U.S. Icebreaker Begins Towing Stricken Ship Out of Antarctic Ice
Members of the military dive team aboard Coast Guard cutter Polar Star are seen in this handout photo provided by the U.S. Coast Guard as they launch a remote operated vehicle into the water to inspect the disabled fishing vessel Antarctic Chieftain, beset by ice near Cape Burks, Antarctica, Feb. 14.HANDOUT / Reuters
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The crew of a U.S. Coast Guard icebreaker sent on a rescue mission to help an Australian fishing vessel trapped in the ice in Antarctica on Saturday successfully freed the ship and is towing it to open water, authorities said.
The Polar Star, the nation’s only heavy icebreaker capable of operating in the thick ice of the Antarctic, was called to help the ice-bound Antarctic Chieftain on Tuesday, and it reached the ship Friday, the Coast Guard said.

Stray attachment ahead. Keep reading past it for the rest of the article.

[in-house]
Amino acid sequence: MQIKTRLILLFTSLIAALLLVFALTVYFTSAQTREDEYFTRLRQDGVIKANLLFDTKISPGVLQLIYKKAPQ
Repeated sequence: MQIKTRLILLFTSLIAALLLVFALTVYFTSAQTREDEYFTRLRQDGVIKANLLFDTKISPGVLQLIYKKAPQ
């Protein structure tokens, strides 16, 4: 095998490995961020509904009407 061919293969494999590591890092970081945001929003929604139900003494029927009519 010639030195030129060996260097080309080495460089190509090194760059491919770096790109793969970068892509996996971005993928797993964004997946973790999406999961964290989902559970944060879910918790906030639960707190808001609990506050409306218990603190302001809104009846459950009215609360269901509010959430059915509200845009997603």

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The 207-foot Antarctic Chieftain with 26 people aboard had become stuck in the ice, suffered damage to three of its four propeller blades and lost its ability to maneuver. The vessel became trapped in the ice 900 miles northeast of McMurdo Sound.
The two vessels are surrounded by ice between 12 to 15 feet thick, covered by two feet of snow, as they make their way to open water, about 60 miles north of where the Antarctic Chieftain became stuck, the Coast Guard and the Rescue Coordination Centre New Zealand said.